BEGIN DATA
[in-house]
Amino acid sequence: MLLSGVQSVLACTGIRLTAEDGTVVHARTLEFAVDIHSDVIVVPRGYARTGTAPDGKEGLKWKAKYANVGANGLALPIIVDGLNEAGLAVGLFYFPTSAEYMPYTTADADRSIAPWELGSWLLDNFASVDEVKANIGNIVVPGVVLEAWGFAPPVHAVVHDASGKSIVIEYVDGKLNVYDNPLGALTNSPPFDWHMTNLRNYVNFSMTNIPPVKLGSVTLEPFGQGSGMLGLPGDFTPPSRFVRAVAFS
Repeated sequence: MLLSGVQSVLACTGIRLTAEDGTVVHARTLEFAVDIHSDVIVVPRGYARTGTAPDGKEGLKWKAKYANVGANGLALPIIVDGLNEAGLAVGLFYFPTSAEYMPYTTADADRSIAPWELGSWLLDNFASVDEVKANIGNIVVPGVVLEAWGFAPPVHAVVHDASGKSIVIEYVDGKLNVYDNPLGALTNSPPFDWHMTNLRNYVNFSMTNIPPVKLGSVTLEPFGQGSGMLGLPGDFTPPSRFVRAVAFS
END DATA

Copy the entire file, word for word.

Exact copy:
[in-house]
Amino acid sequence: MLLSGVQSVLACTGIRLTAEDGTVVHARTLEFAVDIHSDVIVVPRGYARTGTAPDGKEGLKWKAKYANVGANGLALPIIVDGLNEAGLAVGLFYFPTSAEYMPYTTADADRSIAPWELGSWLLDNFASVDEVKANIGNIVVPGVVLEAWGFAPPVHAVVHDASGKSIVIEYVDGKLNVYDNPLGALTNSPPFDWHMTNLRNYVNFSMTNIPPVKLGSVTLEPFGQGSGMLGLPGDFTPPSRFVRAVAFS
Repeated sequence: MLLSGVQSVLACTGIRLTAEDGTVVHARTLEFAVDIHSDVIVVPRGYARTGTAPDGKEGLKWKAKYANVGANGLALPIIVDGLNEAGLAVGLFYFPTSAEYMPYTTADADRSIAPWELGSWLLDNFASVDEVKANIGNIVVPGVVLEAWGFAPPVHAVVHDASGKSIVIEYVDGKLNVYDNPLGALTNSPPFDWHMTNLRNYVNFSMTNIPPVKLGSVTLEPFGQGSGMLGLPGDFTPPSRFVRAVAFS